Sioux Sanitarium

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The Sioux Sanitorium has had a long, dark, and gruesome history. The hospital started out as a boarding school for Indians in the late 1800s. As the time was different, many of the children were treated horribly, as some were abused. Many children died, maybe because of the cold winters. The building remained empty for many years until the outbreak of the "white plague" (tuberculosis.) The building was converted into a massive hospital called the Sioux Sanitarium for the TB patients. The years of the sanitarium were the most dark in the building's history. Although sanitariums were considered to be the most advanced treatment centers for TB patients, the treatments were brutal and grisly at best. As streptomycin was not invented yet, all the doctors could do was remove organs and give them sleep drugs. The patients that did not go crazy committed suicide. As many patients died, many more were abused. The patients were not ever outside, so they were left in rocking chairs all day. After the patenting of streptomycin, almost all of the sanitariums in the United States closed down in the 1940s through the 60s. After the building remained empty for several years, the building was converted into a public hospital, named the Sioux San Hospital. Due to recent investigations, the hospital is said to be haunted. The main hot spot is the third floor. Children's laughter and voices have been heard in the dead of night, (those are presumed to be from the Indian children) and howls and screams as well as apparitions have been seen in the hospital by night guards, most of which have quit. (the howls and apparitions are presumed to be from the TB patients) Unmarked graves surround the campus not only from the TB patients, but also from the Indian children who still need to go home to their families.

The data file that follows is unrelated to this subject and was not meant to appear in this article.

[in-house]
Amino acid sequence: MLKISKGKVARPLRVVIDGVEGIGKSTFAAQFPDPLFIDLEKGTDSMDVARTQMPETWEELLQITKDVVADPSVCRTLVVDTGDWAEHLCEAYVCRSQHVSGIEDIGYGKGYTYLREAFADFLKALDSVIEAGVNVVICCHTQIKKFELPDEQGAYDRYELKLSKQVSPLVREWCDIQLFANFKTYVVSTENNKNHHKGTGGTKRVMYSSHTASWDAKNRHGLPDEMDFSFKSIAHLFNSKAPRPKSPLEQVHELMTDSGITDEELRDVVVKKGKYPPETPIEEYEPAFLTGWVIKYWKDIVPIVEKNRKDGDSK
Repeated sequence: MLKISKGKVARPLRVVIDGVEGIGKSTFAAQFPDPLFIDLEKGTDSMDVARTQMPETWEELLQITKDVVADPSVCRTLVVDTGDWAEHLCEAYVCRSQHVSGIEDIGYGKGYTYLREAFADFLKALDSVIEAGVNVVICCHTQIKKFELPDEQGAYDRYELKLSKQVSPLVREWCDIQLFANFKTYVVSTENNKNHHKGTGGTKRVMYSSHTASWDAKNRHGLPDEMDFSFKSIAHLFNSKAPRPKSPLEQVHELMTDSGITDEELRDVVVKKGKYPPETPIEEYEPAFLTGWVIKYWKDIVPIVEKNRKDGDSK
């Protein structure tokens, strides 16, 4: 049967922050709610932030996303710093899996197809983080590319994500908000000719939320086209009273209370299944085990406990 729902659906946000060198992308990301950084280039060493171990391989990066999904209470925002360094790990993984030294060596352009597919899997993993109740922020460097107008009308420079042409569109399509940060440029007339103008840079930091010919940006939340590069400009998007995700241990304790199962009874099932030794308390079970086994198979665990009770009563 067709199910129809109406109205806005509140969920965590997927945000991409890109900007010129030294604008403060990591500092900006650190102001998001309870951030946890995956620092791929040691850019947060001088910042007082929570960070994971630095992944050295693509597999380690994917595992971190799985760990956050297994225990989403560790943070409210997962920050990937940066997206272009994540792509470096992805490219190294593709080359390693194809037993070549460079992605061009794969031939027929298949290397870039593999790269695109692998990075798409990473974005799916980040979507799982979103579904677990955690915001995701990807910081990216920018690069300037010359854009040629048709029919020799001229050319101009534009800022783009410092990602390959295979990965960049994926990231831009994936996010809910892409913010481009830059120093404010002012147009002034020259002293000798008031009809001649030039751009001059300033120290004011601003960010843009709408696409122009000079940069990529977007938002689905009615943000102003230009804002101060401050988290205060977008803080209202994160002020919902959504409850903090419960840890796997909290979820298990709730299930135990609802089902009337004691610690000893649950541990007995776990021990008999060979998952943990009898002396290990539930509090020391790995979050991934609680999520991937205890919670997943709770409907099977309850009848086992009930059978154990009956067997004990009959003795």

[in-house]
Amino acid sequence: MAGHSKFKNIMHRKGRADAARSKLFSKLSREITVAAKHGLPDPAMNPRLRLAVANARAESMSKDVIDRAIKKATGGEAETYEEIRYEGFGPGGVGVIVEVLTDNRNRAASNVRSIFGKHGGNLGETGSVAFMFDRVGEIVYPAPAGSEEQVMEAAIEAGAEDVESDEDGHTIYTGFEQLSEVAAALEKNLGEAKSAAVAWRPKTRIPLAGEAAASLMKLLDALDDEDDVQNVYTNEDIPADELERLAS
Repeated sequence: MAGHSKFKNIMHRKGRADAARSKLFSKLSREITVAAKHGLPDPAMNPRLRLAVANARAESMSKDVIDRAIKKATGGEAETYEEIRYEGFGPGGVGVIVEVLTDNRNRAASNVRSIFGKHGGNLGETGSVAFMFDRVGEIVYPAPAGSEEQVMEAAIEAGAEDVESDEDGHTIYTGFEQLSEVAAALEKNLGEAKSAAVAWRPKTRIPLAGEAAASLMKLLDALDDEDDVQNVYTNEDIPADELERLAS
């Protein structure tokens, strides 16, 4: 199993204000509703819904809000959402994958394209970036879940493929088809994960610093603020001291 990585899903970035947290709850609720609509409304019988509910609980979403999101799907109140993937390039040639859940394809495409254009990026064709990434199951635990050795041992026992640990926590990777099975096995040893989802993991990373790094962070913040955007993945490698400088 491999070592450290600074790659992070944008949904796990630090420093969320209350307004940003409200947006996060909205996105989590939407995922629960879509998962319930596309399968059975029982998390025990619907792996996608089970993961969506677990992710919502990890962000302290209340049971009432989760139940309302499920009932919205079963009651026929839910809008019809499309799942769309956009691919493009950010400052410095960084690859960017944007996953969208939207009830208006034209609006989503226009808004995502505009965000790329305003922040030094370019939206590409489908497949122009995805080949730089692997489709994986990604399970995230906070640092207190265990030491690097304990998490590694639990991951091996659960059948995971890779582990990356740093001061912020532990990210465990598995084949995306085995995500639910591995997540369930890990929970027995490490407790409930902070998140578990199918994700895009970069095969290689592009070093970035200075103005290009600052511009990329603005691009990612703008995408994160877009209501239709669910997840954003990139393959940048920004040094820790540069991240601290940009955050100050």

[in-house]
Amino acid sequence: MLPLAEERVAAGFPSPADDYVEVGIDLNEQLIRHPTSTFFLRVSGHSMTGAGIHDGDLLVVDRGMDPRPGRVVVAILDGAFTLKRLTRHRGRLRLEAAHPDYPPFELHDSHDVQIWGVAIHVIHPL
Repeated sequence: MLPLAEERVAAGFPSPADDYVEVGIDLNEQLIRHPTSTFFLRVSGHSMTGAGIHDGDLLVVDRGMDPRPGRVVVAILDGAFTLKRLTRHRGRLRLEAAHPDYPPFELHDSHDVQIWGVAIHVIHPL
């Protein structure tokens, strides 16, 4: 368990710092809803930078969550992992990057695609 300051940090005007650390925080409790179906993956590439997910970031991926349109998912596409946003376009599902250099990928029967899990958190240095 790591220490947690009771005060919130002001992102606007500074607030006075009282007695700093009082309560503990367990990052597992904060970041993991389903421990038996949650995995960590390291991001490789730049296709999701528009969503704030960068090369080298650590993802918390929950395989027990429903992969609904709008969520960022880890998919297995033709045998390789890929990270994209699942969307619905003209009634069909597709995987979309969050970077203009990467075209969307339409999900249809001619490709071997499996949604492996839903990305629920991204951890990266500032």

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Categories: Defunct hospitals in the United States | Paranormal places